Milanesi said the forecasted
decline of PC sales in 2013 is not a temporary trend induced by a more
austere economic environment, but a reflection of a long-term change in
user behavior. Gartner does expect ultramobiles—small form factor
computers—to help offset the forecasted decline in PC sales. Combined,
shipments of traditional PCs and ultramobiles are expected to decline by
3.5 percent this year, according to the firm.
Worldwide tablet shipments are forecast to total 197 million units in 2013, a 70 percent increase from 2012, Gartner said.
prices, form factor variety, cloud update and consumers' addiction to
apps will be the key drivers in the tablet market," said Ranjit Atwal,
research director at Gartner.
Click on image to enlarge.
Smartphones, like tablets, are
becoming more affordable, driving adoption in emerging markets. Of the
1.875 billion mobile projected to ship in 2013, 1 billion are expected
to be smartphones, up from 675 million smartphones in 2012, Gartner
"The trend towards smartphones and tablets will have much
wider implications than hardware displacement," Milanesi said. "Software
and chipset architecture are also impacted by this shift as consumers
embrace apps and personal cloud."
You call tablets PCs, but are they? A cheap Android tablet has more computing power than a PC had 5 years ago and does a lot more. For many people it replaces the PC as we know it. But given they don't run traditional x86 Windows applications, is it really a PC?
So from that perspective it's quite correct to call the end of the Windows PC era.
I totally agree Bert22306. At IC Insights we have classified tablets as PCs from the very beginning while other analysts called them media players, Internet access devices, etc. In fact we have always labeled this category as tablet PCs. As tablets become more powerful, offer detachable keyboards, etc., they are becoming more like traditional PCs. At the other end, we see traditional PCs like Ultrabooks offering the "thinness" of a tablet, touch-screen capability, etc., moving into the realm of features offered by tablets. Yes, today you may be able to differentiate between a tablet and a traditional PC, but two or three years from now, probably not. In our view, they are all PCs.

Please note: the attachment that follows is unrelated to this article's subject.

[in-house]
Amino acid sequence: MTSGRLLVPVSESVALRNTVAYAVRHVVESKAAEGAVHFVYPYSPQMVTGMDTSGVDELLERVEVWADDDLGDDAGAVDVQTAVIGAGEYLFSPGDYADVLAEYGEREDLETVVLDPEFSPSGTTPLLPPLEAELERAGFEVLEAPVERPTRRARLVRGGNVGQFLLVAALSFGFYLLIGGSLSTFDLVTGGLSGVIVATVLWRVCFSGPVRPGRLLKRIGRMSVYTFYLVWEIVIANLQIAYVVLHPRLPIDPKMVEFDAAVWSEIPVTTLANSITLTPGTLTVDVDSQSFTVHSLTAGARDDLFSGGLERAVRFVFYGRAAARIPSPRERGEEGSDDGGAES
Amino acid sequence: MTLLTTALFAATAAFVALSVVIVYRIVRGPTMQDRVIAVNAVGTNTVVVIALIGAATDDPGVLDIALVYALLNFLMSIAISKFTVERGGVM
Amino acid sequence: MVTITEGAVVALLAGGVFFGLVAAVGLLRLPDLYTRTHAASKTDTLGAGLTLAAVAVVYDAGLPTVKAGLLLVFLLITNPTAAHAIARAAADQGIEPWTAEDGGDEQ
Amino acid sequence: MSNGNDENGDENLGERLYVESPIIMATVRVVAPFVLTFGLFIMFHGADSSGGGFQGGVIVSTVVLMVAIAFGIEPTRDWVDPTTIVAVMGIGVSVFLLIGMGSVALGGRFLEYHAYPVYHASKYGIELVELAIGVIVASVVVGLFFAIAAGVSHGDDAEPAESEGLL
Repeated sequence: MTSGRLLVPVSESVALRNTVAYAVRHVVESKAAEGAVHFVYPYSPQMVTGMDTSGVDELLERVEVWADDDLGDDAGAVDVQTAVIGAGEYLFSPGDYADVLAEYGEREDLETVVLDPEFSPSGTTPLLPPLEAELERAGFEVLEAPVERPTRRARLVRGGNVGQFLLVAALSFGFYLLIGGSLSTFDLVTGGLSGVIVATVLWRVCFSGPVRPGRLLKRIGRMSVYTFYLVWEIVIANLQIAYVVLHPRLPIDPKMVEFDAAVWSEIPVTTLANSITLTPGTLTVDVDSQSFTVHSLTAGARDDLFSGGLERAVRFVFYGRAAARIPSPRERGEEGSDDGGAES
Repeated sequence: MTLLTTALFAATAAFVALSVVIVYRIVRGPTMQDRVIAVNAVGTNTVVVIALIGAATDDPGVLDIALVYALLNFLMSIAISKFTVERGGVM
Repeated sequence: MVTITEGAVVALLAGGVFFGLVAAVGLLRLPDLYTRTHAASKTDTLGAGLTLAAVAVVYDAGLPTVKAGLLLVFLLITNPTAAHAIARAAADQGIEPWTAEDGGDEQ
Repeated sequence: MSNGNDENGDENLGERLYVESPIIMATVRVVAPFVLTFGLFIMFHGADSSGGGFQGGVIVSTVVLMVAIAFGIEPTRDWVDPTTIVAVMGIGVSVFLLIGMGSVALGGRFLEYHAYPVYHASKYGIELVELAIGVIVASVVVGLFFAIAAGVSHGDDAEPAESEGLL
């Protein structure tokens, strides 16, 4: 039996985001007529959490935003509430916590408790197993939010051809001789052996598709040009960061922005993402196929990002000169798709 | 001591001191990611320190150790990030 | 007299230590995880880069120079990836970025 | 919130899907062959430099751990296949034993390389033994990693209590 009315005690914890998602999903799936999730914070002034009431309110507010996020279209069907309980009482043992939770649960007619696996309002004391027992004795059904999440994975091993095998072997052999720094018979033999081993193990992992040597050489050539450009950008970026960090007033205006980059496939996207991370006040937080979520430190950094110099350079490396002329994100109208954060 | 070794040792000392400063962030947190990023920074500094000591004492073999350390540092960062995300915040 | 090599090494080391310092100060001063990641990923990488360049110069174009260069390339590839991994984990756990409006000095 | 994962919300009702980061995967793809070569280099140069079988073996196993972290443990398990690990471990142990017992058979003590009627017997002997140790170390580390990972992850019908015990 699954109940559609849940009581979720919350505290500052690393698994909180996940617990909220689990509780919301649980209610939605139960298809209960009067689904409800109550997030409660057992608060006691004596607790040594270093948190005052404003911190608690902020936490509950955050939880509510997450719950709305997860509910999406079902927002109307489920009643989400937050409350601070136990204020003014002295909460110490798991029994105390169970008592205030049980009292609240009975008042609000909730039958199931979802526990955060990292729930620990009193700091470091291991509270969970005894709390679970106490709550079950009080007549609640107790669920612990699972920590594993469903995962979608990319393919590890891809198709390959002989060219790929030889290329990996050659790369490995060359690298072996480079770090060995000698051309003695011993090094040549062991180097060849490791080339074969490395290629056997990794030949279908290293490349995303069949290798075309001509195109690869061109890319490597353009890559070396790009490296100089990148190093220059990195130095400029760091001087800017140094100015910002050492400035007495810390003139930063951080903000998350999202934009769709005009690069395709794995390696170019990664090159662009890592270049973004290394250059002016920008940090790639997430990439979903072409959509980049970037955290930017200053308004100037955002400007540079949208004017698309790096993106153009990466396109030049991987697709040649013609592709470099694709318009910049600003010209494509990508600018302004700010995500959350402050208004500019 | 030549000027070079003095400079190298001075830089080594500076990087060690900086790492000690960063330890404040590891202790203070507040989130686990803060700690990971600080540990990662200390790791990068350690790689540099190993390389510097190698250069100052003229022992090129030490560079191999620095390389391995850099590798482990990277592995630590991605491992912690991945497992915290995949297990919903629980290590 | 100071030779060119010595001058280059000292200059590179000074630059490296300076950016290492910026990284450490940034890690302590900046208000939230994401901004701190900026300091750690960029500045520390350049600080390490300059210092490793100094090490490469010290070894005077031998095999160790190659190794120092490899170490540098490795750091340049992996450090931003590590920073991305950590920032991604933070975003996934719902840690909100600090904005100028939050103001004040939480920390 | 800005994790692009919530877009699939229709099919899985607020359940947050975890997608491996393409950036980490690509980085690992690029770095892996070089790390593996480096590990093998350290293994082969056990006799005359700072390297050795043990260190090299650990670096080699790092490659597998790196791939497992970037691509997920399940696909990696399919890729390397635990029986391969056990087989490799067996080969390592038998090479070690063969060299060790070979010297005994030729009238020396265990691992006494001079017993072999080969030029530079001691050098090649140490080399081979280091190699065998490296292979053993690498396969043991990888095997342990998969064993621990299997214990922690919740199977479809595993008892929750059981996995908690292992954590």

More nonsensical hype. Let me point out a couple of flaws in this consistent mantra.
The first one is, what are these guys classifying a Surface Pro? No doubt, they call it a tablet. But in fact, it's as much a PC as laptops are. And my constant refrain to this hysteria about PC sales is that unless we become a country of imbeciles, people will continue to need something like a PC, or a Surface Pro perhaps, which they rely on for actual productive work. Yes, including grade school children, these days.
My next comment would be, just like JLB911 points out, that sale of handheld gadgets will amost for sure be greater than sales of PCs. For the same reason that sales of any other household trinket is likely to be far greater than the sale of major kitchen appliances. They are different things. One does not negate the other.
Lastly, my prediction is that what we will see in the coming years are much more portable, perhaps even wearble, PC-like devices. Useful and optimized for a lot more than just consuming information or playing games.
Why do we even give credence to these wild projections? Three billion devices sold in 2017 to a world-wide population of 7 billion? Maybe my cat is buying one and I don't know it. Then they have 8 billion phones sold over a four year period, like people are going to replace their phone every year? This projection is total garbage.
David Patterson, known for his pioneering research that led to RAID, clusters and more, is part of a team at UC Berkeley that recently made its RISC-V processor architecture an open source hardware offering. We talk with Patterson and one of his colleagues behind the effort about the opportunities they see, what new kinds of designs they hope to enable and what it means for today’s commercial processor giants such as Intel, ARM and Imagination Technologies.